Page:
Vaccine Shows Promise in Treatment of Freshwater “Ich”

Kenneth WingerterBy Kenneth Wingerter 5 years ago
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 Ich, or white-spot disease, is a condition caused by infestation of the ciliated protozoan Ichthyophthirius multifiliis. Ich is well known—and feared—by those who care for freshwater fishes. The disease is easily transmitted and is capable of wiping out many or all of affected stock. It is causes significant losses (an estimated $50 million USD annually) in the ornamental fish, bait fish and food fish industries. Current methods of treatment (e.g., formalin and copper sulfate) cause additional stress to diseased fish. To make matters, these treatments do nothing to prevent secondary infections that commonly occur after exposure to the parasite. And, even after a successful treatment, the surviving fish remain susceptible to re-infestation. Dehai Xu, Ph.D. and his colleagues at the USDA Agricultural Research Service in Auburn, Alabama have been working on an alternative treatment for ich that could save fish farms, suppliers, retailers and hobbyists many millions of dollars. Their research centers on the development of a special vaccine for the disease. One promising study has shown that a particular vaccine made from ich theronts and trophonts (two different, distinct life stage forms of the organism) killed with high-frequency sound waves results in a very strong immune response; catfish used in the study produced ich-specific protective antibodies. Xu admits that the real challenge lies in finding a way to make it easy to administer. Even if the vaccine is shown to appreciably reduce fish loss, its presumably high cost could make any bulk use commercially prohibitive. Researchers are consequently exploring means by which the vaccine could be administered to high densities of fish in a bath, ingested with food, etc. More information about this study can be found at:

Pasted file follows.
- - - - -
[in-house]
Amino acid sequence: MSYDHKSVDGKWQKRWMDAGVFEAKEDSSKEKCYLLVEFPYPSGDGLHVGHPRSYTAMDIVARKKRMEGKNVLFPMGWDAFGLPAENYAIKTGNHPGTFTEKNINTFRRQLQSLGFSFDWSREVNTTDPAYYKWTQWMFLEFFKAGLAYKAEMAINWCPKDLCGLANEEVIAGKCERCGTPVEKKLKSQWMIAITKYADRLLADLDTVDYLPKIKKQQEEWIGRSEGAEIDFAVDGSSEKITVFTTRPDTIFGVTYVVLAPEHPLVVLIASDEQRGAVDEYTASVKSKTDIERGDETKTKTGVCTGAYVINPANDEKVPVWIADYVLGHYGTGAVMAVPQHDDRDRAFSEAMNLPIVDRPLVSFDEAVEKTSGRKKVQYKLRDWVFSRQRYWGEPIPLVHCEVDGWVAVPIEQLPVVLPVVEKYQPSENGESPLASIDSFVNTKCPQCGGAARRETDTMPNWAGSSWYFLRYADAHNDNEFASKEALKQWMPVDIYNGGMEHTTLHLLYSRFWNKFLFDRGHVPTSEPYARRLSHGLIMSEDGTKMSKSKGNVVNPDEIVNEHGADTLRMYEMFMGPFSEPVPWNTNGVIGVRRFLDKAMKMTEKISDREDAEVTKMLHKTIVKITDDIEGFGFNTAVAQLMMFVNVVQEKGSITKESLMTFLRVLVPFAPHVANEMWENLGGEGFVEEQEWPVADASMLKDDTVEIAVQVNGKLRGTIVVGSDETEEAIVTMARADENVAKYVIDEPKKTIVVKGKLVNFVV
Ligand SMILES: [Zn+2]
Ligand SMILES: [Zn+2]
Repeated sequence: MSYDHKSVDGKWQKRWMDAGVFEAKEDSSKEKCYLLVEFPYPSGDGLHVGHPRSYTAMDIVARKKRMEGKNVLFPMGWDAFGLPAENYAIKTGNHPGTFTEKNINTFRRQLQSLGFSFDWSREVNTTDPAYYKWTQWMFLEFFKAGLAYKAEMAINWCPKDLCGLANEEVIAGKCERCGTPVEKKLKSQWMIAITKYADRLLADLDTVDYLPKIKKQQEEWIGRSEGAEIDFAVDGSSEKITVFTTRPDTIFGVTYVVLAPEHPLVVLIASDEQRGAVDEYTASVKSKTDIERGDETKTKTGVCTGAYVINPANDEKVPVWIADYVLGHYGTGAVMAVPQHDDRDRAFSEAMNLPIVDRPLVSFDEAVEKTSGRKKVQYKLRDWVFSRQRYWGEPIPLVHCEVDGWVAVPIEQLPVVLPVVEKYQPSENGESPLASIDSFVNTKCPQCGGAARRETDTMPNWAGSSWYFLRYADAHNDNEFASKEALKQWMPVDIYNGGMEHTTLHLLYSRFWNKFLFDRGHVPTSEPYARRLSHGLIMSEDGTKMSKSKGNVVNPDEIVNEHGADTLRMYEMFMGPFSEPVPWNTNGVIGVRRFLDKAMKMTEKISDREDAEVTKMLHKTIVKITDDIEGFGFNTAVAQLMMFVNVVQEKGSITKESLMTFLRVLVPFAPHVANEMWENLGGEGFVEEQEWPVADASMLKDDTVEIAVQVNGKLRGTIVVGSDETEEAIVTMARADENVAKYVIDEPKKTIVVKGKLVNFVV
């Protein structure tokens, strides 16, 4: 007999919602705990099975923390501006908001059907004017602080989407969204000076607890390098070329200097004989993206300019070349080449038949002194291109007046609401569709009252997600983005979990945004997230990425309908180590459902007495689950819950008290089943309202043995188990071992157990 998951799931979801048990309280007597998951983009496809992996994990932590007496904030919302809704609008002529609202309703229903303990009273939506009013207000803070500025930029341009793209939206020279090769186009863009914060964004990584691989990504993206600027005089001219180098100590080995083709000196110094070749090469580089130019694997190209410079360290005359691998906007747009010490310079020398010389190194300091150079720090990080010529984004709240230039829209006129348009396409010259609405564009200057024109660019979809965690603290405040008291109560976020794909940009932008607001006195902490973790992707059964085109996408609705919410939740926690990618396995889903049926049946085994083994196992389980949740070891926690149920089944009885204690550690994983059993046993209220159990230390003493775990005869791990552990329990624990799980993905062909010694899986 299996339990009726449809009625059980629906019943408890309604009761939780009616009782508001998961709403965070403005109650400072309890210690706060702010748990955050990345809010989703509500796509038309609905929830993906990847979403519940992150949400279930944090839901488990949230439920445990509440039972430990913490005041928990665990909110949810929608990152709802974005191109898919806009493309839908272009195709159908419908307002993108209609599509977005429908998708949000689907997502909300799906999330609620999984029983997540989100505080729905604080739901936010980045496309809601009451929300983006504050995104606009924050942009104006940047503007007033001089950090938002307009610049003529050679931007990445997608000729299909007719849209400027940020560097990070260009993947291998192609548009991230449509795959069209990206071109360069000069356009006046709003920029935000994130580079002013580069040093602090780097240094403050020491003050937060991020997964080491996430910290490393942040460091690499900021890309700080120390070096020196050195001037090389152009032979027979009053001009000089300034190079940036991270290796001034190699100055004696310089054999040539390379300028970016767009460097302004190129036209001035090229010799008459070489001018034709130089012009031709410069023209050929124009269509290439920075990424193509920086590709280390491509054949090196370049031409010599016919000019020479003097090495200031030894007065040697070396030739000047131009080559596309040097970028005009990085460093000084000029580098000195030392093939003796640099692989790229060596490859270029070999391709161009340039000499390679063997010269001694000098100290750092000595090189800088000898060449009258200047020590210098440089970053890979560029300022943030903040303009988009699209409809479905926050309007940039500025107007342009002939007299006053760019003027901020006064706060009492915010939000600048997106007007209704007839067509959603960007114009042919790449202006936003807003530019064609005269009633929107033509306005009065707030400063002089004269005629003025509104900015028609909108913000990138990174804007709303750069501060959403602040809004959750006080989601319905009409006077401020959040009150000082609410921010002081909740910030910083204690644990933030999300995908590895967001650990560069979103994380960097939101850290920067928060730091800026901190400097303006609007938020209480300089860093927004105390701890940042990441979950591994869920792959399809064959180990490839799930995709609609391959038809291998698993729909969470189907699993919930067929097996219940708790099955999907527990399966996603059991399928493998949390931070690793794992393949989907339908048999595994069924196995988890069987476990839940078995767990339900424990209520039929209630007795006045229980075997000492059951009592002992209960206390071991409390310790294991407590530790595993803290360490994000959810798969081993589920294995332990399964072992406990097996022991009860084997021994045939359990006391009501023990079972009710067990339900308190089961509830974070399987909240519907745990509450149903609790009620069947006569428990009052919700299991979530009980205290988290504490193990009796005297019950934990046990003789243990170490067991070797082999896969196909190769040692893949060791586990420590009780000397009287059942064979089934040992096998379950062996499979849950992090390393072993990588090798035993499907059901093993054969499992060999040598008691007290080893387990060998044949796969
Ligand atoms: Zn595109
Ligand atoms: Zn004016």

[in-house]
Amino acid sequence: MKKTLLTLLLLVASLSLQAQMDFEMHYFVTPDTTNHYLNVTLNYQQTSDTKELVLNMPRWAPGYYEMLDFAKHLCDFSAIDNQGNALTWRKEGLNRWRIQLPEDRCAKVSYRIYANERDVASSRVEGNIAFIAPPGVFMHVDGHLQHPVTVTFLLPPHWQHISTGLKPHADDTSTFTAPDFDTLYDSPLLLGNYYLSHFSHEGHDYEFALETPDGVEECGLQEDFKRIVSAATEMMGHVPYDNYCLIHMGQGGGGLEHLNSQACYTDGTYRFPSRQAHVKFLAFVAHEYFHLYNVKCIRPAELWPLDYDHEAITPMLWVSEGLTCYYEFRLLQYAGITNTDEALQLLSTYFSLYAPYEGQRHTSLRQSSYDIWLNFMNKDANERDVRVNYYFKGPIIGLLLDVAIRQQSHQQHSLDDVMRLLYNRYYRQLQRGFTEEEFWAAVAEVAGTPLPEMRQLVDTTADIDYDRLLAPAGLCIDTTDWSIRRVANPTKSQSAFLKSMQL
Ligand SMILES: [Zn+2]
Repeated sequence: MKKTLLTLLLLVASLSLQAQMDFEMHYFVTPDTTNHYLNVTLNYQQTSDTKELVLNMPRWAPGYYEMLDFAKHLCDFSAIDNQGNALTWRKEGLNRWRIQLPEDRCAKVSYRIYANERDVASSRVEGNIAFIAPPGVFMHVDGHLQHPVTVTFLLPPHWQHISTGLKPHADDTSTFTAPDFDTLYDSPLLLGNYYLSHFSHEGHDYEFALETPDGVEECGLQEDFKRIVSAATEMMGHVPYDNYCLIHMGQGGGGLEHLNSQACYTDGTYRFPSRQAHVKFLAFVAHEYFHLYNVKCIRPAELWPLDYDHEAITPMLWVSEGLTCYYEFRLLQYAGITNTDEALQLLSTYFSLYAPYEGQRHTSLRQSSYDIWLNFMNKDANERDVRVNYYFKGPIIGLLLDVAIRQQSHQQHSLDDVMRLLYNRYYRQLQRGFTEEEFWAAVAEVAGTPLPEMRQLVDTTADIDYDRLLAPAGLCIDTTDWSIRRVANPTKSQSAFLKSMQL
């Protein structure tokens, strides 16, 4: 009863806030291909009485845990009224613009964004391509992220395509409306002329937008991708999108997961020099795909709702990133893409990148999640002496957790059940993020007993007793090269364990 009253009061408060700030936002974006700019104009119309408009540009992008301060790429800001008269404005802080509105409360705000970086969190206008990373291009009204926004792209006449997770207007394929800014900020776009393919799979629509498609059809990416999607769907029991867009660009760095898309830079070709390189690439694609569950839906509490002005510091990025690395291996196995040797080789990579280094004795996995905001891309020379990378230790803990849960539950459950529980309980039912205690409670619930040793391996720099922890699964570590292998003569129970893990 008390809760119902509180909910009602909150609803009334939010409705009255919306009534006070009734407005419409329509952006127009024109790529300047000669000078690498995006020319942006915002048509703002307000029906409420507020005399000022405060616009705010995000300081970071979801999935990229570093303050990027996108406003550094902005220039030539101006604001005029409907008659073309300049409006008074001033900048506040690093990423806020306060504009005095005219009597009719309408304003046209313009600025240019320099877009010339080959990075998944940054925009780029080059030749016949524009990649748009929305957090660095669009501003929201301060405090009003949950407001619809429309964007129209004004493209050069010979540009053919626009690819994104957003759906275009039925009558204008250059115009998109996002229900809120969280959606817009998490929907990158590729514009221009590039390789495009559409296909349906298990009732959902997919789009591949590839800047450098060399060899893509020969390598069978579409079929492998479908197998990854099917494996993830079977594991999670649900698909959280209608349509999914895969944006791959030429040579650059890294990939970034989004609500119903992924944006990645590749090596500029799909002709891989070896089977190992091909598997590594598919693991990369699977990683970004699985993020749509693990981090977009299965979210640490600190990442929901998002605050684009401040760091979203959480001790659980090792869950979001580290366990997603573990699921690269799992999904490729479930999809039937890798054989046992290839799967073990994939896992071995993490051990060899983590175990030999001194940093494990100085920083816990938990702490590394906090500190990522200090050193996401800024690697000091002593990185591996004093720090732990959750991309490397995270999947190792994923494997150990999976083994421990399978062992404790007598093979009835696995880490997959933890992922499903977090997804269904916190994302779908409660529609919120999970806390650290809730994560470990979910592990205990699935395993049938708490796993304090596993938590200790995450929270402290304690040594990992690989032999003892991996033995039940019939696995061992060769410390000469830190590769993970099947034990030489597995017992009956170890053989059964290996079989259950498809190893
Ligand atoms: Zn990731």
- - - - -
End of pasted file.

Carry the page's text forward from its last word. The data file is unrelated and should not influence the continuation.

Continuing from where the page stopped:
Fish, Science
Kenneth Wingerter

 Kenneth Wingerter

  (60 articles)

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